Reference to Thoreau, drawn by James Strum
I am, contrary to popular belief, able to live without Internet. At Achchi’s house, for example, I have to go down the hill for reception and I simply don’t. For like a day. If I am in love or some similar state (like dengue) I may disappear for a few weeks, but even then only from the blog. Facebook and GTalk are vital appendages to the modern mating dance. That said, barring being bed-ridden, I haven’t been off the Internet for more than a week, like, ever. Which is rather off. This is why I’ve been so interested to follow James Sturm’s series on going offline.
I have often wondered what would happen without Google or Wikipedia. How many bar-room debates would go on forever? How did I ever find phone numbers? Or accommodation? There are no particular facts that are out of reach anymore, but I’m not sure my experience is that much richer. I suppose what happens is that the mind becomes extended across the Internets but the basic dissatisfaction (dukkha if you will) fluctuates temporarily and eventually returns to a certain mean.
Indeed, there are some new theories of mind (Mind Extension) that posit that the mind itself is extended across this technology. That is, that the mind extends out of our skull onto, I suppose, Google.
Yet, as Mr. Strum show, it is possible to entirely disconnect and not melt into a puddle of incoherent goo.
One benefit of being offline so far is that I am drawing a lot more than I was before. I knew committing to do this column would force me to produce, but I am heartened by how seamlessly my time spent connected to the Internet has become time spent drawing. In the last two weeks, I’ve already filled up a 40-page 4″x6″ photo album (I purchase these in 99-cent stores) with watercolor paintings. This work seems to foster patience (I literally have to wait for the paint to dry), whereas on the Web, I was a hyperactive child with zero attention span.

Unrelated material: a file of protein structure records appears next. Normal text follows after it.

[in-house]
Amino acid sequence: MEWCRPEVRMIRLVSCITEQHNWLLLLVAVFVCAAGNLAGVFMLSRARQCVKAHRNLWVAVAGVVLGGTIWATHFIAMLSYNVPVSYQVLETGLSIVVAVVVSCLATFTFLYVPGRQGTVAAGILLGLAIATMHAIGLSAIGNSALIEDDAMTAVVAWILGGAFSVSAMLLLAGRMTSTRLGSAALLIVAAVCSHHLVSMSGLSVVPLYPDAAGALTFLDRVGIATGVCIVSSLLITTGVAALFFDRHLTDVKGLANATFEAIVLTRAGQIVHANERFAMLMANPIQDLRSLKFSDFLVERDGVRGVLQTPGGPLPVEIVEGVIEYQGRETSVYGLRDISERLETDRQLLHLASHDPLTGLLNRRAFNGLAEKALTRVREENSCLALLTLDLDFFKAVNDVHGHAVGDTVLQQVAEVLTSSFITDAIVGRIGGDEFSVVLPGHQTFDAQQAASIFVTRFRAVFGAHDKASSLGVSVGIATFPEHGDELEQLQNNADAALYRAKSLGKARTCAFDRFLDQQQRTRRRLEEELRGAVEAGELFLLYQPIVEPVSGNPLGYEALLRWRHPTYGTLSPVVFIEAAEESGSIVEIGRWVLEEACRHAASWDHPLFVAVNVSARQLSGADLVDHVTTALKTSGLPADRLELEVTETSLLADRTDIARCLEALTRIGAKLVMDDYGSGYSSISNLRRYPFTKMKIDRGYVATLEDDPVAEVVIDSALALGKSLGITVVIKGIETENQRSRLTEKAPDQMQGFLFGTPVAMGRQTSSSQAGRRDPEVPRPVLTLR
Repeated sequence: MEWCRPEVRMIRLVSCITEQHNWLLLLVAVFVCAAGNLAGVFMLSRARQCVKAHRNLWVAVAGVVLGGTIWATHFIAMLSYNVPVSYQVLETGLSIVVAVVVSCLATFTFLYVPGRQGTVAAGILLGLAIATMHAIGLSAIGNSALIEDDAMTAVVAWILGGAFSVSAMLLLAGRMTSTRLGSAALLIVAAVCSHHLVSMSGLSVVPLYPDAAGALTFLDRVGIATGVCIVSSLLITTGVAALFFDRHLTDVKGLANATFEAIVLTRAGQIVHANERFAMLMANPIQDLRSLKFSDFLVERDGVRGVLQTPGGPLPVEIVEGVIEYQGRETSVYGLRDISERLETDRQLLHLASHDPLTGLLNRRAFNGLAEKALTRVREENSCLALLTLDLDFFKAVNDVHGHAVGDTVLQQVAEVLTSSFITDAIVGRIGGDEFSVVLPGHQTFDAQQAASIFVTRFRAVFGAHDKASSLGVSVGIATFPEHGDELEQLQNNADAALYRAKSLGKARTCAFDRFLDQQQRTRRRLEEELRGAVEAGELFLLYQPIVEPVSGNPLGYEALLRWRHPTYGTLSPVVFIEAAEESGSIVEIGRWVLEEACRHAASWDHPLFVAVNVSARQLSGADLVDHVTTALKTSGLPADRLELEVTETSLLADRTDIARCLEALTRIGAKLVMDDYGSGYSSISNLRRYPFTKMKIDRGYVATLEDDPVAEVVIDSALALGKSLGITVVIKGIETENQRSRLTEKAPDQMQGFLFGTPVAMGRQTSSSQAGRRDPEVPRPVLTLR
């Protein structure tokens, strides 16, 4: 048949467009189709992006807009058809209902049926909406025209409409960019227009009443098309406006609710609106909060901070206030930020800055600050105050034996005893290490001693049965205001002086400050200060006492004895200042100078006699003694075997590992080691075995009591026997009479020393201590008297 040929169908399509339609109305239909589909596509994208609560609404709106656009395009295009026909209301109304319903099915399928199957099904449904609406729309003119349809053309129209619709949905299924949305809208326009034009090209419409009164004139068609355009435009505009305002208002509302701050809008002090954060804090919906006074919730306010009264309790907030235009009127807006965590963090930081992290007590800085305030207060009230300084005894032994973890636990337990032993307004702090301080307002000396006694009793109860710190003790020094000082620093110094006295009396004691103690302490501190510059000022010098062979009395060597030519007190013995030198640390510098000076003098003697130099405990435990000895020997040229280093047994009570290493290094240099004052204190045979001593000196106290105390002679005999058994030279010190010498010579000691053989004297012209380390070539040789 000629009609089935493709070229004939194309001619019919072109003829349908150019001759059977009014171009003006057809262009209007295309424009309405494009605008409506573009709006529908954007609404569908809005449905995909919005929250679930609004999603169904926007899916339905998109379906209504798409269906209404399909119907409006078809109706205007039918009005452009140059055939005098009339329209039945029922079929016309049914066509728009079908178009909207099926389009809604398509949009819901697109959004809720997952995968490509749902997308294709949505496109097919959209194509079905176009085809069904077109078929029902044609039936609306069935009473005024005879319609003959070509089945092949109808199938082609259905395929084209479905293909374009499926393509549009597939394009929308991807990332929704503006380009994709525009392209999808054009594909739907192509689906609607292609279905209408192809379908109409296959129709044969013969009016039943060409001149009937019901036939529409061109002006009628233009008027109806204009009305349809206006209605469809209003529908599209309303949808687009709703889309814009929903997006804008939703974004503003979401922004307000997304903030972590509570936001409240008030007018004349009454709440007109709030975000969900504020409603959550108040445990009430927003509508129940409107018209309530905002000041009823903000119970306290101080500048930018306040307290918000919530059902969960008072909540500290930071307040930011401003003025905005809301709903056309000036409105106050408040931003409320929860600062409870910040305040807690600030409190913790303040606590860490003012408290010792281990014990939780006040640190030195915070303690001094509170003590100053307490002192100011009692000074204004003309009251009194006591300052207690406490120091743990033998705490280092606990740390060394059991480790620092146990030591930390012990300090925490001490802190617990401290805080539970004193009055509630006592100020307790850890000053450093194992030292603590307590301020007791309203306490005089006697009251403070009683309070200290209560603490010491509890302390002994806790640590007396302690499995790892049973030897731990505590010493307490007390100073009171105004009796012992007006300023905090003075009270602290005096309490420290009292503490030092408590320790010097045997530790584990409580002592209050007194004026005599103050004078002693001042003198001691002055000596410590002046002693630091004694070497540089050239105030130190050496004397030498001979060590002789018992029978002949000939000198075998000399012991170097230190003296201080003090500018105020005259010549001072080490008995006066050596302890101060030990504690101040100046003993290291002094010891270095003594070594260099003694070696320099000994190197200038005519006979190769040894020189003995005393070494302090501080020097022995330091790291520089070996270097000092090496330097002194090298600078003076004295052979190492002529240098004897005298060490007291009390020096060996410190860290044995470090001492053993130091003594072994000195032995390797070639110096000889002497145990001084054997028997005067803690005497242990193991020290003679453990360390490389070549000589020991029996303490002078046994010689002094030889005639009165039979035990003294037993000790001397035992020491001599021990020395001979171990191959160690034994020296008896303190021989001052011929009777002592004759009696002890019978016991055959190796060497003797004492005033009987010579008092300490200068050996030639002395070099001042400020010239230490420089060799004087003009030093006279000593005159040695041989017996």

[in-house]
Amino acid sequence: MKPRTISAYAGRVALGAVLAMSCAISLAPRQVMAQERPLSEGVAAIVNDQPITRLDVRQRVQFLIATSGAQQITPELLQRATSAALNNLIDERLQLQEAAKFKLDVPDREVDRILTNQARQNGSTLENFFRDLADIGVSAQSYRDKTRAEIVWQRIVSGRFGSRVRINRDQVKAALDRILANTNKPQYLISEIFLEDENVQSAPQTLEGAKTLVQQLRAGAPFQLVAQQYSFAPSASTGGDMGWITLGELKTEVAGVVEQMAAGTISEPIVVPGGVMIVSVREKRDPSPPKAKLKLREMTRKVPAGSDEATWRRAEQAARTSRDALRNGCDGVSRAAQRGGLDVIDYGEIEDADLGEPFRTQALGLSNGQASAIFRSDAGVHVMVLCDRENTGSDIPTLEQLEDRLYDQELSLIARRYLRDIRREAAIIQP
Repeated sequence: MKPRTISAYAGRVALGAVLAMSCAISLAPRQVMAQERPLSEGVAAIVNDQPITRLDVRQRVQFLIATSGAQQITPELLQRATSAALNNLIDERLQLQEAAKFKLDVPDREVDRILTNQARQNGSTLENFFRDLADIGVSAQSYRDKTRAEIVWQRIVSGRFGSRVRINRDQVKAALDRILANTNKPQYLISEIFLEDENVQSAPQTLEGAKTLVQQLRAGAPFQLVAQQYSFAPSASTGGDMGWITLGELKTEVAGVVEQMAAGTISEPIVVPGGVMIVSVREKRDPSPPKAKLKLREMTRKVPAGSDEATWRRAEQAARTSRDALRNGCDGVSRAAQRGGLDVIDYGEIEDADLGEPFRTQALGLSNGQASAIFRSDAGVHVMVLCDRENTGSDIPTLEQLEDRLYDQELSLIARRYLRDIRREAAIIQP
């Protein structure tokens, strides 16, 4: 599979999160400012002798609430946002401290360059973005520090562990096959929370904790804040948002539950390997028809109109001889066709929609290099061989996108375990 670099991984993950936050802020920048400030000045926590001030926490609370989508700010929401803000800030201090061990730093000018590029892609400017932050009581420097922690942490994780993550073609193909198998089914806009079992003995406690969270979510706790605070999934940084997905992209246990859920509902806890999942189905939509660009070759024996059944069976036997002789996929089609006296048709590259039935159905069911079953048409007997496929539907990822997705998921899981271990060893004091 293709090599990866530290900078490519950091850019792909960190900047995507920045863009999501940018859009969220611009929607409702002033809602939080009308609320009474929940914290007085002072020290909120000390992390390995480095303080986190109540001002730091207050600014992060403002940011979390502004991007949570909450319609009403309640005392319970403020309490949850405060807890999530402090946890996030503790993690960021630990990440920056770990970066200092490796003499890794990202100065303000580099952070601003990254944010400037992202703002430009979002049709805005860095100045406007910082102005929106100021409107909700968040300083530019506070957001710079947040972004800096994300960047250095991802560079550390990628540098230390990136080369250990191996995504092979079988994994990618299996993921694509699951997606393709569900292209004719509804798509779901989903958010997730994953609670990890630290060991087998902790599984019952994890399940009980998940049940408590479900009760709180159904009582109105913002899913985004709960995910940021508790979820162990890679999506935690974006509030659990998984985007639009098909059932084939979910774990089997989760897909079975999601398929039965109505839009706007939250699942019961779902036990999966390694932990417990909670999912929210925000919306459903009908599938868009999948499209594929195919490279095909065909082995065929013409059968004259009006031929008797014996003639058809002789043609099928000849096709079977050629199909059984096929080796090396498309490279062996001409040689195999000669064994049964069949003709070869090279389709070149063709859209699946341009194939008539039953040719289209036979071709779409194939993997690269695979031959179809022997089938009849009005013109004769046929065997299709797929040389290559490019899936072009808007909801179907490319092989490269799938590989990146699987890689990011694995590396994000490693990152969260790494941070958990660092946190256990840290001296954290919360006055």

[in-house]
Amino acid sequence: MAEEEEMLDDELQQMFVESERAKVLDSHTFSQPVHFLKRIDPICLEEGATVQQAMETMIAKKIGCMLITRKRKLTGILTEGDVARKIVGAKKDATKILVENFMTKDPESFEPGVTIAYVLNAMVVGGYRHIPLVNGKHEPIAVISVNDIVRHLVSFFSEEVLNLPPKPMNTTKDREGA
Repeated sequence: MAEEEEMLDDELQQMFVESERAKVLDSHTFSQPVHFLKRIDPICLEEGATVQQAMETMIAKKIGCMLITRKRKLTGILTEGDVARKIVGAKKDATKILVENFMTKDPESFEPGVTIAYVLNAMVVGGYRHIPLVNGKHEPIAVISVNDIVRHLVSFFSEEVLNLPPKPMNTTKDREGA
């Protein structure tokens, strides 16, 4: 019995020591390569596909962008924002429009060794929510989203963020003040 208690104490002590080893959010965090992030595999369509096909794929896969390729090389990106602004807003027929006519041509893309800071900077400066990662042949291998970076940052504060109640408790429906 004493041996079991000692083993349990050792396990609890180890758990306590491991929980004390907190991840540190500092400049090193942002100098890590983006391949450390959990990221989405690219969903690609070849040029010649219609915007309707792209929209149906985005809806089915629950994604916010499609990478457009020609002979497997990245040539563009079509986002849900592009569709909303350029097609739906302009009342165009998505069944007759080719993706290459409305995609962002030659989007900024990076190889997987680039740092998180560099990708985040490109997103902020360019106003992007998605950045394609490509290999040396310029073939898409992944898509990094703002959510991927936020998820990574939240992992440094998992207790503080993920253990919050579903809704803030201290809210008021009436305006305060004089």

What are these paintings about? Hard to say. Maybe the robot represents technology? Maybe the elephant represents memory? I have no idea what the rabbi is about. Jewish identity? Maybe this series of drawings will lead somewhere productive and maybe not. Either way, at least I have something to show for countless hours of compulsive behavior. (Entry Two, the cartoons are worth seeing)
Another interesting fact is that unlike, say, this blog, the comments are all physically mailed to him. And they are almost uniformly positive. One severe detriment of online comments is that any troll can post vituperative nonsense, ad nauseum, such that I am I think unduly inured to comments on my penis size, family, genocidal tendencies, treasonous leanings, etc. I suspect these people would not send me mail.
Every single letter was supportive. I’ve been told that this isn’t the case in the column’s online comments section. Are sympathetic people more motivated to write? Or is it just that if someone doesn’t care for the column, why should he waste more time writing to me about it? Either way, my exposure to negativity, both in terms of feedback on Market Day and this column, is greatly reduced by being offline. If and when I eventually go back to read all the responses to both, I think enough time will have passed and I’ll have a healthier distance from my work—it will be easier to either shrug it off or take the criticism constructively. There is a lot to be said for a slower feedback loop. (Entry 3)
It’s an interesting experiment and I enjoy following it. Online.